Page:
vegetative propagation TOW

Rodger Whitlock
Thu, 08 May 2003 10:08:49 PDT
On  4 May 03 at 21:43, Diane Whitehead wrote:

> One lecture ... given by Paul Christian in 1989 at a
> study weekend at Edmonds Community College near Seattle.

> Use a systemic fungicide like Benlate, but take care as it is 
> carcinogenic. [I think this is no longer sold.  I use powdered
> sulphur]

He recommended benomyl as a general hygienic measure, with sulfur 
packed into the wounds as a localized treatment. In his words 
(approximately) the great advantage of sulfur as a fungicide is that 
it stays where you put it and it lasts a long time.
> Gently moisten perlite, 25 parts perlite to 1 part water.  The
> vermiculite he can buy in England promotes penicillium molds. 

The recommended approach to getting the right amount of water into 
the perlite was to soak it, then put it in a plastic bag with a slit 
at the bottom and let it drain overnight. I have since found this 
exact recommnendation given in the old Rockwell-Grayson-DeGraaf 
"The Complete Book of Lilies".

> Trillium
> The rhizome is actually a horizontal stem, with dormant buds in the
> axils along it.  If you remove the growing point, and sulphur the
> wound, the growing point will grow, and the dormant buds will start
> to grow.   You can also slice the whole rhizome in quarter inch
> slices (.6 cm), trying to get a brown growth ring on each, sulphur
> and put in perlite.  It may take a year for the buds to break.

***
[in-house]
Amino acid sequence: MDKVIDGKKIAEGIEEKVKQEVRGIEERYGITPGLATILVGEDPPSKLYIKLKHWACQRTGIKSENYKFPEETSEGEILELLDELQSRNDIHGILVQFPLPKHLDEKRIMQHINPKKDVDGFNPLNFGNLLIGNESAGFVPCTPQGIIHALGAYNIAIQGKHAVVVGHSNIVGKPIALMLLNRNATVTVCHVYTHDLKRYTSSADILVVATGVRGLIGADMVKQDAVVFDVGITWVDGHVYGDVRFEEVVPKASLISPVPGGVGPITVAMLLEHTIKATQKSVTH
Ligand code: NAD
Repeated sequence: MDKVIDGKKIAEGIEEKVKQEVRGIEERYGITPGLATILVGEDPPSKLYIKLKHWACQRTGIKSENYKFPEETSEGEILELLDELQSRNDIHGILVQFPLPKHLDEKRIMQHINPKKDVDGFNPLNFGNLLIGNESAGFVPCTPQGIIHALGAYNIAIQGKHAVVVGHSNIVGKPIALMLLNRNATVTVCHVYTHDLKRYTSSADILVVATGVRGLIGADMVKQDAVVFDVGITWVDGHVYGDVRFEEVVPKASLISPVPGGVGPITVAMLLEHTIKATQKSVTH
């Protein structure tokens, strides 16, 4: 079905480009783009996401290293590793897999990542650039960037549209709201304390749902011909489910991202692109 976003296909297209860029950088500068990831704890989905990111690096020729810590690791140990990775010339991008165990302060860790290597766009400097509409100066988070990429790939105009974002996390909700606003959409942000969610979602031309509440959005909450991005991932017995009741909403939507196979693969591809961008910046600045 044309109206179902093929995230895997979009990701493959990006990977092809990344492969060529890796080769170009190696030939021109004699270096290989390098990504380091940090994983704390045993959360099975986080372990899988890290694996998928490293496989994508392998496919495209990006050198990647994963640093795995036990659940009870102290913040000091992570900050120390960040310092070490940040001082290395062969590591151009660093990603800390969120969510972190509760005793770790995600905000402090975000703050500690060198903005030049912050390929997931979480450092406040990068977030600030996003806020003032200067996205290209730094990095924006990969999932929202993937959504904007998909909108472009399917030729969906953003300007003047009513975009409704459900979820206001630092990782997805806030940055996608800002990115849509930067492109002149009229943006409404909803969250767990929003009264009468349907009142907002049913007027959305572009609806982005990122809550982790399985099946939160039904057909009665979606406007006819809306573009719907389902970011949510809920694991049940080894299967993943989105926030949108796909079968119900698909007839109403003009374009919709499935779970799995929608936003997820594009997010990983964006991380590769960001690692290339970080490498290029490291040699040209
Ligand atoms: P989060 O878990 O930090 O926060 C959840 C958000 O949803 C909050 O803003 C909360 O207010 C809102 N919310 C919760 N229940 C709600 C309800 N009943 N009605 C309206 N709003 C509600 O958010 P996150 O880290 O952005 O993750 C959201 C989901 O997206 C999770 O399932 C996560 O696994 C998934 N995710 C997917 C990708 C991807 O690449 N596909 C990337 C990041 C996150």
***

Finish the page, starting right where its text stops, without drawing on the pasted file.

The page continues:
I've been told of yet another mutilatory method: use a sharp knife 
to cut a lateral slit along the length of the rhizome, one on each 
side and penetrating perhaps 1/4 the thickness of the rhizome. 
Adventitious shoots arise along the length of the wound. YMMV. 

> Sanguinaria canadensis fl pl - Double bloodroot
> Slice into 1 inch sections (2.5 cm) and burn the ends over a candle.

"Sear", not "burn", over a candle flame. This is a lot harder to do 
than you might think; I've scorched a few sanguinaria rhizomes trying 

> Crocus  - don't usually have to propagate them, as most do well on
> their own. Do this to ones that don't increase well, like sieberi
> Bowles' White, and various colour forms of banaticus.  Scoop out the
> top.  Sulphur. 4 or 5 bulblets will form.

My notes from the same lecture say regarding crocuses, not "scoop out 
the top" a la cyclamen and arisaema, but "pluck out the main growing 
point". When you do this, dormant buds on the surface of the corm 
(which is an axially compressed stem) will then break into growth. 
Incidentally, I've found C. sieberi 'Bowles White' to be a reasonable 
multiplier in the garden here. 

> Fritillaria pyrenaica yellow form.
> The bulb has two scales.  Pull it in half.  One has the new shoot
> and will flower next year as usual.  The other scale will form a new
> growing point and it will flower the next year also.

This is generally true of fritillaria and corydalis.

Rodger Whitlock
Victoria, British Columbia, Canada
Maritime Zone 8, a cool Mediterranean climate

on beautiful Vancouver Island

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